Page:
- David Helman, Reporter, RecruitingNation
I'll have a report about Friday's Loranger-U-High game in Tuesday's From the Road feature. But I wanted to share some additional thought's about Loranger's 26-21 win against U-High on Friday night. The game featured one LSU commit and a bevy of Tiger targets, and that amount of star power certainly did not disappoint. First thing's first: what a night for 2013 commit Jeryl Brazil (Loranger, La./Loranger).
1. Maybe Brazil should play offense after all: Brazil spent the early part of his recruitment as an athlete -- a tweener stuck between wide receiver and cornerback. That changed when he made an impressive showing at The Opening this summer, and ESPN scouts listed him as a cornerback and bumped him into the top 60 prospects in the ESPN 150. It makes sense that such a speedy player would wind up in one of the most athletic positions on the field.
But after watching Brazil dazzle against one of the state's best teams, it's hard to feel so sure. Brazil was a threat to go the distance every time he touched the ball -- which was every snap, as he played quarterback. The senior is also a track star for Loranger, and while it's easy to write off track speed on the football field, that's not the case here. It takes Brazil about a step and a half to reach his top speed, and if he gets two to three yards of space to run he's a liability to score a touchdown from any spot on the field. He did just that three times against the Cubs -- from as far away as 69 and 70 yards.
It's tantalizing to think what that kind of speed could do for LSU's offense, both spread out at wide receiver and lined up in the backfield for occasional carries. Brazil could be the same type of home run threat as former running back Trindon Holliday, except with a bigger, more durable body and better hands.
2. Loranger vs. U-High lived up to the hype; Brazil vs. Williams did not: The game itself was fantastic. Loranger took a late lead, then surrendered it by allowing U-High to return a fumble for a touchdown. The Wolves rallied to once again regain the lead, and the Cubs' last-gasp drive fell short.
But the game within the game -- the meeting of two of the state's best players in Brazil and Tim Williams (Baton Rouge, La./LSU Laboratory) -- didn't generate many fireworks. Williams didn't even take the field for the Cubs' first two series, as he sat out for "team reasons." And oftentimes the Wolves simply ran their offense to the opposite side of the field from the country's No. 4 defensive end, and why wouldn't they? The pair did combine for a few moments. Williams broke through the right side of the line in the third quarter and had Brazil dead to rights for a loss, but the shifty quarterback dodged the big man and slipped across the field for a long gain. Later on the defensive end got the upper hand, when he and another tackler combine to drop Brazil in the backfield.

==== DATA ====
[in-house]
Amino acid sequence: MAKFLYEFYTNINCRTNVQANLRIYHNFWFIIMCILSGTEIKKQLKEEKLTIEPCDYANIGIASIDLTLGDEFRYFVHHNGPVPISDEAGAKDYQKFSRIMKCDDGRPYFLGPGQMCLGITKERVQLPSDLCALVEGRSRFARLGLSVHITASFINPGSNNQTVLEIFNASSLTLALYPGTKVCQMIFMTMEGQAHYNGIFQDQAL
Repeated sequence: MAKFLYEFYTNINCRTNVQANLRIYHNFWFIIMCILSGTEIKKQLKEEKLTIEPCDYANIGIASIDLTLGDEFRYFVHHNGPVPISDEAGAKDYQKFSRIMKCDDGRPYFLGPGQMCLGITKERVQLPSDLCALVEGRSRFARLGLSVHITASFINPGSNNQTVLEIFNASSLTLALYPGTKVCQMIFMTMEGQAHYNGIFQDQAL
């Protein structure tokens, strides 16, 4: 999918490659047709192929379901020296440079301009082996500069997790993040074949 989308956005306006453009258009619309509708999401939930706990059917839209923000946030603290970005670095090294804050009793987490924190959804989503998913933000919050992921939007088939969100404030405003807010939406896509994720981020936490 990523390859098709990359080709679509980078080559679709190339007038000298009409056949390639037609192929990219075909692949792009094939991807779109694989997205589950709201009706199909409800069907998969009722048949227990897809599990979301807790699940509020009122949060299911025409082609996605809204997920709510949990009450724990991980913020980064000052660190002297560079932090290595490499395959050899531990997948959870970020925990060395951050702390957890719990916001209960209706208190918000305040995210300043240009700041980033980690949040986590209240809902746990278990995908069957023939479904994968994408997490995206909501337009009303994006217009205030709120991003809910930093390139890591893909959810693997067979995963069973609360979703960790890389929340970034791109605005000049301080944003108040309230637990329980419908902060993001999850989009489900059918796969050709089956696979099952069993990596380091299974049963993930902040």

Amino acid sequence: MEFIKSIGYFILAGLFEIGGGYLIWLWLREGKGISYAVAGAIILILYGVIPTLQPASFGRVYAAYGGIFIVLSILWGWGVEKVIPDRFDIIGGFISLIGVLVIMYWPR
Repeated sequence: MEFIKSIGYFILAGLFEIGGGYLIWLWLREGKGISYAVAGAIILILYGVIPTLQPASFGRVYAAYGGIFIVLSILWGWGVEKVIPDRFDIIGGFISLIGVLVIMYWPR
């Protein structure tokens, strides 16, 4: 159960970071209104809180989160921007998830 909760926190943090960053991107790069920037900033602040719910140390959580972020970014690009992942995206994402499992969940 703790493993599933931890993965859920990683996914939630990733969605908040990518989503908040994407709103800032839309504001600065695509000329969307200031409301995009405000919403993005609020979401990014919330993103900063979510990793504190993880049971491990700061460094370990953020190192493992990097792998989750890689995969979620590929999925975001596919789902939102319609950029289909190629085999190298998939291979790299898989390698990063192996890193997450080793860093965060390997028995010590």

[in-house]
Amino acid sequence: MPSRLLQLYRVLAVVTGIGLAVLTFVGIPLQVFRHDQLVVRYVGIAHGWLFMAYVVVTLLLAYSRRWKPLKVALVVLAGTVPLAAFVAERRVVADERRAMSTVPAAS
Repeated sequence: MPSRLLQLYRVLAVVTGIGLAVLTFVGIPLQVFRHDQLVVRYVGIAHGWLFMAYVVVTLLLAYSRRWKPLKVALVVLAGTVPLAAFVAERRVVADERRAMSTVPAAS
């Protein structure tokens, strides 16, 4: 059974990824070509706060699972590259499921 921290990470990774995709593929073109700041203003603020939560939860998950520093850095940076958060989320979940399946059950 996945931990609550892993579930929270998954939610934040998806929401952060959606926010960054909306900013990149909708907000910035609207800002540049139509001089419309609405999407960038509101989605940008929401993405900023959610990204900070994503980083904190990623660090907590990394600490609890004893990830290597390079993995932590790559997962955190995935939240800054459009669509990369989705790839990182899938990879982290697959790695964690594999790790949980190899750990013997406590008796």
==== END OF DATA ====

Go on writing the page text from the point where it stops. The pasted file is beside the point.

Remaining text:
But there honestly just weren't many chances for the two to go head-to-head.
3. It will be fun to see Williams go against his own talent level: It's pretty obvious through two games this season that Williams isn't going to go against too many linemen that are on his level -- he is the No. 29 player in the nation, after all. He almost never struggles to get away from his blocker, and it takes him no time at all to get into the backfield.
The upshot of this is that teams often run to the other side of the field, and it seems like Williams anticipates that. For half of Loranger's plays Friday night, it looked like Williams knew he wouldn't have a chance to make a play and waited for the next down to get in gear. I'm not questioning his motor, but it seems pretty likely that he'd give a more complete picture of his play if he was able to go all-out on every play. Perhaps when he gets into the playoffs, or maybe even the postseason all-star games, he'll get his chance.
4dGreg Ostendorf and Alex Scarborough